When you sign-up through links on our site, we may earn an affiliate commission. Learn more >
MO Lawmakers Have Pre-Filed Two Legal Sports Betting Bills, VLTs an Issue
Six of Missouri’s State Neighbors Already Have Legal Sports Betting Markets
U.S. Sports Betting Market Has Generated $169B Handle, $2B in Tax Revenue
Missouri’s legislature convenes in less than a month from now on January 4 so some state lawmakers are already getting a jump on reigniting the legal sports betting debate by pre-filing two separate bills that would allow for different versions of that market to be created there.
One of those proposals is Senate Bill 1 (SB-1) which “establishes provisions relating to gaming” in Missouri by creating the ‘Honoring Missouri Veterans and Supporting Missouri Education Act’ which allows the State Lottery Commission to issue licenses for VLT’s and sports gambling.
The idea behind Sen. Danny Hoskins’ SB-1 is to use the tax revenue gained from Video Lottery Terminals (VLT’s) and legal sports betting in Missouri to help fund education and veteran services for underserved residents, though the inclusion of VLT’s was a sticking point in 2022.
This explains in part why Republican Senator Tony Luetkemeyer has also filed separate legal sports betting proposal, Senate Bill 30 (SB-30), which, if passed into law, would also legalize sports betting market but without any mention of the controversial VLT’s.
These are understandable attempts to join in on the multi-billion dollar industry that is the U.S. legal sports betting market.
The Show Me State is late to the legal sports betting party that started in May 2018 when the U.S. Supreme Court overturned PASPA and gave each state the right to legalize, regulate, and tax their own sports betting market, with over thirty states already having done just that.
Included in that list are some of Missouri’s closest state neighbors – Arkansas, Illinois, Iowa, Kansas, Nebraska, Tennessee – each now with their own version of legal sports betting that allows residents to place bets online, in person, or both, with tax revenue benefitting the states.
What stinks for Missouri is the number of its sports bettors who are crossing over state lines to place their action in those neighboring states, an activity we previously reported in Missouri Senator “Not Good” with State Residents Sports Betting in Kansas.
What Missouri lawmakers are no doubt realizing is that their state residents are going to gamble on sports whether it’s legal there or not, so until a law is passed, all that money is flowing out of the state and into other pockets, a frustrating loss of potential revenue with a simple fix:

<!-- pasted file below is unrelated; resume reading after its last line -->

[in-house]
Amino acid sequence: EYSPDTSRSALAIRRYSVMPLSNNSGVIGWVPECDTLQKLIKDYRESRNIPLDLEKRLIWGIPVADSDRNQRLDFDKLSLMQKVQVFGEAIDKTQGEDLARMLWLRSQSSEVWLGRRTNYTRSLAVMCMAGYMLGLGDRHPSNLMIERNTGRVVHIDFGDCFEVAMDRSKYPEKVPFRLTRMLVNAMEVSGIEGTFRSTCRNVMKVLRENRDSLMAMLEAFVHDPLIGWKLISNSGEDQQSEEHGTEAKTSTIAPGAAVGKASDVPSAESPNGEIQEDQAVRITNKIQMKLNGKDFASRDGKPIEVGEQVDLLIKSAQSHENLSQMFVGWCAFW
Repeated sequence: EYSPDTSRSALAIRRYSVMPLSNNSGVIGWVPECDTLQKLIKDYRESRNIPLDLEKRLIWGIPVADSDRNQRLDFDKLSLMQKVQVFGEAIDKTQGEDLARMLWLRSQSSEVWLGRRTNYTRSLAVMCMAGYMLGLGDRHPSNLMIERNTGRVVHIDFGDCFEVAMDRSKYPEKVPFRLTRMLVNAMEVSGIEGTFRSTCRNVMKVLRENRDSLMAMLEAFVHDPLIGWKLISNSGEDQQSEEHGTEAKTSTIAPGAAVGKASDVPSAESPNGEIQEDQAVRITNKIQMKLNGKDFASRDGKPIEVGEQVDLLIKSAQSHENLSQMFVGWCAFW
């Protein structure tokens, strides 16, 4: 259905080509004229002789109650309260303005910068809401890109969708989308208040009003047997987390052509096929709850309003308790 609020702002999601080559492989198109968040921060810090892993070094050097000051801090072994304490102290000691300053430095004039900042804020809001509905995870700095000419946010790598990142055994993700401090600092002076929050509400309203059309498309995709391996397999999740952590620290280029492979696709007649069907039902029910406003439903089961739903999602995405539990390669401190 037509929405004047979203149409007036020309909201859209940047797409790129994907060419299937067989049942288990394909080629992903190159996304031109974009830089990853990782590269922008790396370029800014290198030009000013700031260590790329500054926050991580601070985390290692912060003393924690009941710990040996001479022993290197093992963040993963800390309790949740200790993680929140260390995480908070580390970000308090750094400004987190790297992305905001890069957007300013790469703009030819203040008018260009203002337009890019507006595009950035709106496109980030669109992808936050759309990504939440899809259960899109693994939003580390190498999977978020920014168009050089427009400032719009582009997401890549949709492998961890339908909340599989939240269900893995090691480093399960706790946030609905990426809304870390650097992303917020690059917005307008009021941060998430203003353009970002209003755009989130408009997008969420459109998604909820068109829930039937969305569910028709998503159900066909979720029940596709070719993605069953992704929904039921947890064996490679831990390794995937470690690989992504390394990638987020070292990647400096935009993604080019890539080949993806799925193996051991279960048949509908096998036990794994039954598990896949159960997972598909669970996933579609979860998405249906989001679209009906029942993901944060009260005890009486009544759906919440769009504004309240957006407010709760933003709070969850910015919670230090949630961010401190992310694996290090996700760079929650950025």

Pass a law to legalize that activity for Missourians and join the multi-billion dollar industry as it continues to evolve and grow.
The legal U.S. sports betting market hasn’t celebrated its 5-year anniversary yet, and already the state markets have generated a combined handle of $168.8 billion, meaning that is how much in wagers have been placed, that total generating $12.68 billion in sportsbook revenue.
That translates into over $2 billion in tax revenue for the states, money that most of them are reinvesting into projects like education, infrastructure, addiction prevention, responsible gambling, and others, all causes that tend to be last in line for funding.
Not much else left to show Missouri in terms of what they are missing out on but starting in January state lawmakers have at least two chances to legalize sports betting – SB-1 and SB-30 – both just a few major compromises away from becoming law.
North Carolina Sports Betting Legalization Coming Soon?
Betting | 30 May, 2023 | Caleb Tallman
New York 3rd Party Sports Betting Advertisers & Affiliates Legal Updates
Betting | 24 May, 2023 | Caleb Tallman
Fanatics Put Betting Promo Merchandise Combo Offer on Hold
Betting | 22 May, 2023 | Caleb Tallman
Mike Lukas is a retired standup comedian turned freelance writer now living in Dallas, Texas, originally from Cleveland, Ohio. His love for the game of football and all things Cleveland Browns turned Mike into a pro blogger years ago. Now Mike enjoys writing about all thirty-two NFL teams, hoping to help football gamblers gain a slight edge in their pursuit of the perfect wager. Email: [email protected]More info on Mike Lukas
© Rebel Penguin ApS 2023 (a subsidiary of Gaming Innovation Group Inc.)
We support responsible gambling. If you feel like you're losing control over your gambling experience, call 1-800-GAMBLER (NJ, PA, WV), 1-800-9-WITH-IT (IN), 1-800-BETS-OFF (IA), 1-800-522-4700 (NV), 1-800-522-4700 (CO, TN), 1-855-2CALLGA (IL), 1-800-270-7117 (MI).
WSN.com is run by iGaming Cloud Inc (a Gaming Innovation Group Subsidiary) and is registered with the New Jersey Division of Gaming Enforcement (DGE) under affiliate vendor ID 89744, with the Indiana Gaming Commission (IGC) under certificate of registration number SWR-000148, approved by the Pennsylvania Gaming Control Board as a gaming service provider, under certificate registration number 117656-1, possesses a Vendor Minor sports betting license from the Colorado Limited Gaming Control Commission (account number 94414163), granted a vendor registration number VR007603-20-001 by the Michigan Gaming Control Board, an interim Sports Wagering Supplier license, under license number SWS 066, issued by the West Virginia Lottery Commission, a sports betting vendor registration, under registration number #100400, issued by the Director of Gaming Licensing and Investigations of the Virginia Lottery to operate in the State of Virginia, and a Vendor Registration issued by the Sports Wagering Committee of the Tennessee Education Lottery Corporation.
Advertising disclosure: WSN contains links to online retailers on its website. When people click on our affiliate links and make purchases, WSN earns a commission from our partners, including ESPN and various sportsbooks.